There is no simple solution to this problem that pose no downsides, but the government’s goal is to find a compromise of how to provide the best healthcare for all while maximizing provider and consumer choice. There are two popular models of socialized medicine, that of Western Germany and that of Britain.  In the Western German system, individuals under a certain level of income are covered and they may choose to purchase additional coverage in order to have the benefit of a semi-private room versus a ward. This results in over 99 percent of the population being covered while maintaining freedom of selection of physician, whose salaries are not severely diminished in the process. In the British system, the National Health Service covers everyone and they are provided a local physician, who refers patients to specialists where they will be wait-listed for an appointment. This system is completely free, yet if a person so chooses they are able to see physicians on a fee-for-service basis. The British system is better at maintaining lower health-care costs than West Germany and the US, but the disparities in the timeliness of care and the physicians salaries is much worse in Britain than West Germany and the U.S. Personally, I believe that the U.S. should try to model its healthcare system after West Germany. A simple first step, while we continue to debate this, is to place everyone under the Medicare system regardless of age.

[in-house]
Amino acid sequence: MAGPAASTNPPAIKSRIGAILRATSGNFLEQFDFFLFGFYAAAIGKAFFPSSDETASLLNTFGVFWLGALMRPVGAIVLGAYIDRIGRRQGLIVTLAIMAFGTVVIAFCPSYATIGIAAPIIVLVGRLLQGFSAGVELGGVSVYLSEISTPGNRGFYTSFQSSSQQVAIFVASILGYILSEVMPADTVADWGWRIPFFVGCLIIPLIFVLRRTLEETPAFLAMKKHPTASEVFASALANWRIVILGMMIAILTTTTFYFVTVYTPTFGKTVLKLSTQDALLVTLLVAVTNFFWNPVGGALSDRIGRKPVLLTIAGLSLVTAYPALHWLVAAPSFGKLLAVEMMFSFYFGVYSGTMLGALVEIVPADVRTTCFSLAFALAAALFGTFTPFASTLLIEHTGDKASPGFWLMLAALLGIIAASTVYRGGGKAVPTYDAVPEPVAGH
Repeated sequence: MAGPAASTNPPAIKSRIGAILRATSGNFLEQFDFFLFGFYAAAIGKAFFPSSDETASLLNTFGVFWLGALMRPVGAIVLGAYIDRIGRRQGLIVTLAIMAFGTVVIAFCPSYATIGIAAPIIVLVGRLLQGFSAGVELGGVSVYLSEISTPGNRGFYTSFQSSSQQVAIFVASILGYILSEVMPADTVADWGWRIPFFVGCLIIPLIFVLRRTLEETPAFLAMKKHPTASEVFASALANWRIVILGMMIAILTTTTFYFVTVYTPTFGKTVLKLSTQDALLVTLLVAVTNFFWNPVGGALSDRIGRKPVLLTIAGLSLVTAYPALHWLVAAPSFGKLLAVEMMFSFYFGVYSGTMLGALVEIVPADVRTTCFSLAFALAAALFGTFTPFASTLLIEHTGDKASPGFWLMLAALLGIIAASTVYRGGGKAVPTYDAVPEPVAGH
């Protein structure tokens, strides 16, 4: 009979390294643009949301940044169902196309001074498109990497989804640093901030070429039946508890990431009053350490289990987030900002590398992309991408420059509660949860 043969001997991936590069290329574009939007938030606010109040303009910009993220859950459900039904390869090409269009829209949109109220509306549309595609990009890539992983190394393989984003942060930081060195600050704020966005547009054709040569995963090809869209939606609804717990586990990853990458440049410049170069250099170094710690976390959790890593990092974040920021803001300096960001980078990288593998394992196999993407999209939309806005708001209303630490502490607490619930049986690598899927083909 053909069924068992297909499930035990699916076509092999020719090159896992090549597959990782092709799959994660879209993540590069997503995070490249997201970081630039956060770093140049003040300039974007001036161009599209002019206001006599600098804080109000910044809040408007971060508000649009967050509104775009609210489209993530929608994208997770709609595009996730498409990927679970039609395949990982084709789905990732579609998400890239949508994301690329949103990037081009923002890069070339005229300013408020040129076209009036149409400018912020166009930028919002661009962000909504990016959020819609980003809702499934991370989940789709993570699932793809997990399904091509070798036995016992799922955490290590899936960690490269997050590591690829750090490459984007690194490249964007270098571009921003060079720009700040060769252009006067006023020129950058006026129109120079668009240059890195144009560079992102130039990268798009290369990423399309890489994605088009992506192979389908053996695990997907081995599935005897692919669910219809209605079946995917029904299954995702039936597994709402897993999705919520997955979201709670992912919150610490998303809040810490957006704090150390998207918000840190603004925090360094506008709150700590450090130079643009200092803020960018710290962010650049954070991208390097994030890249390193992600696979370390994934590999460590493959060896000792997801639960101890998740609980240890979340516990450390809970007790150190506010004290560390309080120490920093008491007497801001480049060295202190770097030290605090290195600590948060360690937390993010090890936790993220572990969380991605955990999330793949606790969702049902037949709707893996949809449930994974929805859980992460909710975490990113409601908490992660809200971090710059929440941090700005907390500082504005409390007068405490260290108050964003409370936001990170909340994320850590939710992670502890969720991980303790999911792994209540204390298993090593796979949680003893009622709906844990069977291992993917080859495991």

Brody, Baruch A., and H. Tristram Engelhardt. Bioethics: Readings & Cases. Englewoods Cliffs, NJ:Prentice-Hall, 1987. Print.

16 thoughts on “The social lottery of life

  1. While I agree with your argument in theory, that every person should be adopted into Medicare I simply do not know how feasible this is. Looking at the high level of economic criticism on the current reform bill I do not think the US, with the way view healthcare, can afford to make this sort of choice to complete cover people. In many ways we are moving towards that model, attempting to increase coverage – but looking at the high backlash to Obamacare I find it hard to believe that a sweeping reform in that sense is possible in the near future. That would require a big change in the amount of care given per patient – how patients are treated and an overall shift away from high technology, expensive care. In that same article he stresses how the type of care – if costly surgeries have few barriers – dictates the percentage of GDP that healthcare spending will cost.